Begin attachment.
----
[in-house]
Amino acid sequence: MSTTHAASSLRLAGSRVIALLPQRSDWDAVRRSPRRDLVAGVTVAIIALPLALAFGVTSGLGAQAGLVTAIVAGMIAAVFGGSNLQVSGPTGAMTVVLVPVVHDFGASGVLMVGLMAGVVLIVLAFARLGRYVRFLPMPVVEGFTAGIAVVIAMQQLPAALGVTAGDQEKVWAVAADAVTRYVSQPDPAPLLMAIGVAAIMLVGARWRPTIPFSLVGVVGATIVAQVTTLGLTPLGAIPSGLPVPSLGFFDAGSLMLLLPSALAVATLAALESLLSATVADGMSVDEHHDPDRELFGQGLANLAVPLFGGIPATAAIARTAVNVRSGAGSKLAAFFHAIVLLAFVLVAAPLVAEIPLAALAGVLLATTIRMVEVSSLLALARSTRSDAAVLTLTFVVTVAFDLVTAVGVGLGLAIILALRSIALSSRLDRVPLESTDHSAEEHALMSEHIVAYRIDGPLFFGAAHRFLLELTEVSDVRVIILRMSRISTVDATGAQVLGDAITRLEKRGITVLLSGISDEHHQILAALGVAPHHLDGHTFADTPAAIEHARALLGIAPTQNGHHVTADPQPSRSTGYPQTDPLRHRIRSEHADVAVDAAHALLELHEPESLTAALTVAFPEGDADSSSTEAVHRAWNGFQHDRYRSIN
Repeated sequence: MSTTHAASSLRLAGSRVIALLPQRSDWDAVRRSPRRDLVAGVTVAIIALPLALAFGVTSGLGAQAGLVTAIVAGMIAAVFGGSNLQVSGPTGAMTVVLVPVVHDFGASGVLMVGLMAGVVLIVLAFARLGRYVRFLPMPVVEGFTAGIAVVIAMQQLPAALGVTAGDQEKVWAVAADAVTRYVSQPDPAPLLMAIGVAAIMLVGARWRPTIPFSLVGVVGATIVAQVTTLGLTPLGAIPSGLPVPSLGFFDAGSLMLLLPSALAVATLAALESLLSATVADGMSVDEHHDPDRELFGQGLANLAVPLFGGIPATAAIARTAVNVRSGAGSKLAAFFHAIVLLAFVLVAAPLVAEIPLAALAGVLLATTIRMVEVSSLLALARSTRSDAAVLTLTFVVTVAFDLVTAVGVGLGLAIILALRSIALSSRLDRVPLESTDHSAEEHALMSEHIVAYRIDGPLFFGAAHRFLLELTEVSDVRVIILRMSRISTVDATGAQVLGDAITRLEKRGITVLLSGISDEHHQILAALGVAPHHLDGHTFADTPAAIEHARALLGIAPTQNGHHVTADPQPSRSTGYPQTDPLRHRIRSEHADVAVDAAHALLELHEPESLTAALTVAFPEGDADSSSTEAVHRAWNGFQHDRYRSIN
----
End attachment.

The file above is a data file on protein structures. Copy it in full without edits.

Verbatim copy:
[in-house]
Amino acid sequence: MSTTHAASSLRLAGSRVIALLPQRSDWDAVRRSPRRDLVAGVTVAIIALPLALAFGVTSGLGAQAGLVTAIVAGMIAAVFGGSNLQVSGPTGAMTVVLVPVVHDFGASGVLMVGLMAGVVLIVLAFARLGRYVRFLPMPVVEGFTAGIAVVIAMQQLPAALGVTAGDQEKVWAVAADAVTRYVSQPDPAPLLMAIGVAAIMLVGARWRPTIPFSLVGVVGATIVAQVTTLGLTPLGAIPSGLPVPSLGFFDAGSLMLLLPSALAVATLAALESLLSATVADGMSVDEHHDPDRELFGQGLANLAVPLFGGIPATAAIARTAVNVRSGAGSKLAAFFHAIVLLAFVLVAAPLVAEIPLAALAGVLLATTIRMVEVSSLLALARSTRSDAAVLTLTFVVTVAFDLVTAVGVGLGLAIILALRSIALSSRLDRVPLESTDHSAEEHALMSEHIVAYRIDGPLFFGAAHRFLLELTEVSDVRVIILRMSRISTVDATGAQVLGDAITRLEKRGITVLLSGISDEHHQILAALGVAPHHLDGHTFADTPAAIEHARALLGIAPTQNGHHVTADPQPSRSTGYPQTDPLRHRIRSEHADVAVDAAHALLELHEPESLTAALTVAFPEGDADSSSTEAVHRAWNGFQHDRYRSIN
Repeated sequence: MSTTHAASSLRLAGSRVIALLPQRSDWDAVRRSPRRDLVAGVTVAIIALPLALAFGVTSGLGAQAGLVTAIVAGMIAAVFGGSNLQVSGPTGAMTVVLVPVVHDFGASGVLMVGLMAGVVLIVLAFARLGRYVRFLPMPVVEGFTAGIAVVIAMQQLPAALGVTAGDQEKVWAVAADAVTRYVSQPDPAPLLMAIGVAAIMLVGARWRPTIPFSLVGVVGATIVAQVTTLGLTPLGAIPSGLPVPSLGFFDAGSLMLLLPSALAVATLAALESLLSATVADGMSVDEHHDPDRELFGQGLANLAVPLFGGIPATAAIARTAVNVRSGAGSKLAAFFHAIVLLAFVLVAAPLVAEIPLAALAGVLLATTIRMVEVSSLLALARSTRSDAAVLTLTFVVTVAFDLVTAVGVGLGLAIILALRSIALSSRLDRVPLESTDHSAEEHALMSEHIVAYRIDGPLFFGAAHRFLLELTEVSDVRVIILRMSRISTVDATGAQVLGDAITRLEKRGITVLLSGISDEHHQILAALGVAPHHLDGHTFADTPAAIEHARALLGIAPTQNGHHVTADPQPSRSTGYPQTDPLRHRIRSEHADVAVDAAHALLELHEPESLTAALTVAFPEGDADSSSTEAVHRAWNGFQHDRYRSIN